Matt: Having the conversation like that is a little too easy. You have to dig. I mean, because if you go to your kid and you say, “You’re not using drugs, right?” the easy answer … because neither party wants to have this conversation. If the kid is having drugs, he’s not going to be like, “Well, you know what, dad? Actually, I am.”
Greg: He’s like, “Of course I’m not.” They’re going to be manipulative, right?
Matt: Exactly, yeah.
Greg: They’re going to help you believe what you want to believe and they’re going to protect themselves by being manipulative.
Matt: I mean, this, that has a lot to do with individual relationships between parent and childs, but I think parents in general are going to have a lot easier time long run if you do run up against your kid experimenting with alcohol, or marijuana, or whatever it is. Maybe the way you handle that will be a little bit different if you have kind of an eye on what’s happening with your kid. I mean, because I talked to my parents about it. Truthfully, back then, when we got stared with heroin, this was not on the radar. I mean, you know now, parents should be aware of pills, of heroin, of that slippery slope. It was not on the radar 10, 15 years ago.
Matt: People were not like my parents were like, “Heroin? What are you talking … ” like-
Greg: We were like that.
Greg: Even in high school, we were like, “Heroin? What?”
Matt: I mean, now it should definitely be on the radar because, again, kids go through this thing. I think a lot of it is like they try. It’s all very innocent, but they try smoking pot. They have a couple beers. Somebody may have pills at a party. I mean, it’s how it happens. I think kids that have that conversation, or a parent can say like, “Hey, if you had a couple beers and you take one of these pill, it could be enough to stop your heart.”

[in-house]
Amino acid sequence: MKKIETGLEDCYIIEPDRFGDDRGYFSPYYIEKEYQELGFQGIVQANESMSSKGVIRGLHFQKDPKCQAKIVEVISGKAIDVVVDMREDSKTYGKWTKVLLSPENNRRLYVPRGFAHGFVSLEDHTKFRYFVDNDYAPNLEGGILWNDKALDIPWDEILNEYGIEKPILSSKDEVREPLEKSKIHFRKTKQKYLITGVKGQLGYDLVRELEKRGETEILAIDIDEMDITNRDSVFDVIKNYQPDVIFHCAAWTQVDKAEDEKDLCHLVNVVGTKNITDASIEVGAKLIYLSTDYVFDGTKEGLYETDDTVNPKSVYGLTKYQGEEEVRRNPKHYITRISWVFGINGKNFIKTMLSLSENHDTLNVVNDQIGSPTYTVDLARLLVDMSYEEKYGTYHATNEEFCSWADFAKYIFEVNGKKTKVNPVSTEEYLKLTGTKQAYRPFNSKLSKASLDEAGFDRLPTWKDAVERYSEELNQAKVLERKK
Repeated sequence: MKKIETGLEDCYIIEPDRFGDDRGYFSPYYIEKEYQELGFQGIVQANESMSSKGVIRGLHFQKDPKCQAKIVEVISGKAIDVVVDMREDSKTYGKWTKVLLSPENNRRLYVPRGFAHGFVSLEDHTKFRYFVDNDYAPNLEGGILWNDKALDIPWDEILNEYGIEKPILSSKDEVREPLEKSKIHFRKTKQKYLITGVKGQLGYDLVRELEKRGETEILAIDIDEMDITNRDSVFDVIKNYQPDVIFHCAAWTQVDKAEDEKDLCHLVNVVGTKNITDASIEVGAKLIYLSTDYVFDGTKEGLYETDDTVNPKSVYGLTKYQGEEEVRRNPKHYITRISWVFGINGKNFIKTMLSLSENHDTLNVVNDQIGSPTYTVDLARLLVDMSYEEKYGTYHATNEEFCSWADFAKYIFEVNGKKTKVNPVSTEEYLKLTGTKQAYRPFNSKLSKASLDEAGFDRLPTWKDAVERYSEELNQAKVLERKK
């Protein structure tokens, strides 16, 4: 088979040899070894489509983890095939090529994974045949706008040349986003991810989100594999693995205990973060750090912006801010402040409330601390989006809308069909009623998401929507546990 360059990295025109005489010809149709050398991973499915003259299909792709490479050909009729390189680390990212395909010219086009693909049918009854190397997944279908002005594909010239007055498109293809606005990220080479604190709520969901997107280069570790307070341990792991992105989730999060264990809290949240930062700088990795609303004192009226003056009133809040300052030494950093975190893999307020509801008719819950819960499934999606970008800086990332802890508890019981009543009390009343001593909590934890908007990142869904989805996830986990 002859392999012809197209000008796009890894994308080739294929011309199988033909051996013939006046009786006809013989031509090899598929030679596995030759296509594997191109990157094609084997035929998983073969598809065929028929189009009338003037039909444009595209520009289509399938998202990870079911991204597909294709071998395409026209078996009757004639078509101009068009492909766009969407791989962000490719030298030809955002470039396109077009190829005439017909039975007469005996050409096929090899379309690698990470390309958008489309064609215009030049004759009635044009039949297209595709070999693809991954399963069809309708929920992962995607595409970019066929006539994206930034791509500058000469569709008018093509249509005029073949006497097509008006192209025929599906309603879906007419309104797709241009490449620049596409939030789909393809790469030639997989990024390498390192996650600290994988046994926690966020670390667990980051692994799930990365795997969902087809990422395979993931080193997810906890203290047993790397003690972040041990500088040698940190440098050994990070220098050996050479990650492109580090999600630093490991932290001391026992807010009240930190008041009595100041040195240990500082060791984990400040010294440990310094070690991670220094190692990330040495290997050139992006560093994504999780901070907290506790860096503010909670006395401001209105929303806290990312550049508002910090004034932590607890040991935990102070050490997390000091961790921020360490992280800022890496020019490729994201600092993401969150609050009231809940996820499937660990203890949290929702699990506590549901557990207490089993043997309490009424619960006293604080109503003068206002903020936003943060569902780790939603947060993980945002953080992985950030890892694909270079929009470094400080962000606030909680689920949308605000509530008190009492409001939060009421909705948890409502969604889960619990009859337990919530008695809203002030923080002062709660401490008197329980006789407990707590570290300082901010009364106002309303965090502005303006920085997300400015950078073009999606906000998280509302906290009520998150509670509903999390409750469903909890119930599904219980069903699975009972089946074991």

Greg: It’s a really good point.
Greg: And, explain what we’re explaining to you. You know, look, it can start innocently, but it’s very easy to do it once. Once you do it once, it’s like, “Well, I’ve done it, so I can do it one more time,” and it really cycles. I think kids need to understand that and parents need to start having the conversation with them.
Matt: And again, I would try to frame this conversation in as a nonconfrontational way as possible. I mean, this needs to be a dialogue where you’re talking to your kid. Try not to come off as judgmental, you know, as best you can, but you want to ask your kid questions, I mean, in a way that they feel comfortable responding to you in a truthful manner. I know that’s not easy for a lot of relationships and a lot of situations, but when you’re looking at the long run of your child’s wellbeing, mentally, physically, and across the board, these conversations are going to be really important for addiction and for other stuff.
Greg: Even with my son now, and he’s five, I’ll talk to him about smoking cigarettes. I’m like, “That’s nots no good.”
Matt: It’s yucky.
Greg: It’s disgusting.
Greg: I’m trying to get that in his head now, like engrave that, like say, “That’s not good for you.” You know what I mean? I haven’t talk to him about drugs that he’s only five, but I think in the next couple years I’ll probably start talking about that little by little. I want to make it a constant topic to help prevent that as much as possible.